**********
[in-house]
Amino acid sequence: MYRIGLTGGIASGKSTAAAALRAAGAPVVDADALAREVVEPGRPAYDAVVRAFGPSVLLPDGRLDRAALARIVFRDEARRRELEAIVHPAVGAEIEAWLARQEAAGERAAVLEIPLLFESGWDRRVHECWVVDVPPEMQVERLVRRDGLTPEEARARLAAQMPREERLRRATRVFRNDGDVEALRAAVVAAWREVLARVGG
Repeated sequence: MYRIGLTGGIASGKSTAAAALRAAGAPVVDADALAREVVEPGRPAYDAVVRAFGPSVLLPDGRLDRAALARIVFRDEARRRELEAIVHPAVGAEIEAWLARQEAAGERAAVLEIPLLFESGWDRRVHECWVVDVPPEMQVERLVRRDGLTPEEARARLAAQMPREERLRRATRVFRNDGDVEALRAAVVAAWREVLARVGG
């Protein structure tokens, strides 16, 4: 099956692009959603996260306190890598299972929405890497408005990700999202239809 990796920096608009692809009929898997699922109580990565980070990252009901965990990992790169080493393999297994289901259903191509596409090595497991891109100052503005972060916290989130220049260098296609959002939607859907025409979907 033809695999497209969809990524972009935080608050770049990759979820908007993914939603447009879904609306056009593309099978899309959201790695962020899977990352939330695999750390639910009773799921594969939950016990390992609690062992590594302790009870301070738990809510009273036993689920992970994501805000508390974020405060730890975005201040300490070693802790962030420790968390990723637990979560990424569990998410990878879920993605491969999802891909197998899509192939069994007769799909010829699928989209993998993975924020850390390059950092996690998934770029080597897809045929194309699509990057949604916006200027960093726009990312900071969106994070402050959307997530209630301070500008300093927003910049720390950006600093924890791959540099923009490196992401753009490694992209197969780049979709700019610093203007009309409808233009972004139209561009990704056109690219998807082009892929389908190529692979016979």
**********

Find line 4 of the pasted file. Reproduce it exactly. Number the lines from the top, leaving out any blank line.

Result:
């Protein structure tokens, strides 16, 4: 099956692009959603996260306190890598299972929405890497408005990700999202239809 990796920096608009692809009929898997699922109580990565980070990252009901965990990992790169080493393999297994289901259903191509596409090595497991891109100052503005972060916290989130220049260098296609959002939607859907025409979907 033809695999497209969809990524972009935080608050770049990759979820908007993914939603447009879904609306056009593309099978899309959201790695962020899977990352939330695999750390639910009773799921594969939950016990390992609690062992590594302790009870301070738990809510009273036993689920992970994501805000508390974020405060730890975005201040300490070693802790962030420790968390990723637990979560990424569990998410990878879920993605491969999802891909197998899509192939069994007769799909010829699928989209993998993975924020850390390059950092996690998934770029080597897809045929194309699509990057949604916006200027960093726009990312900071969106994070402050959307997530209630301070500008300093927003910049720390950006600093924890791959540099923009490196992401753009490694992209197969780049979709700019610093203007009309409808233009972004139209561009990704056109690219998807082009892929389908190529692979016979």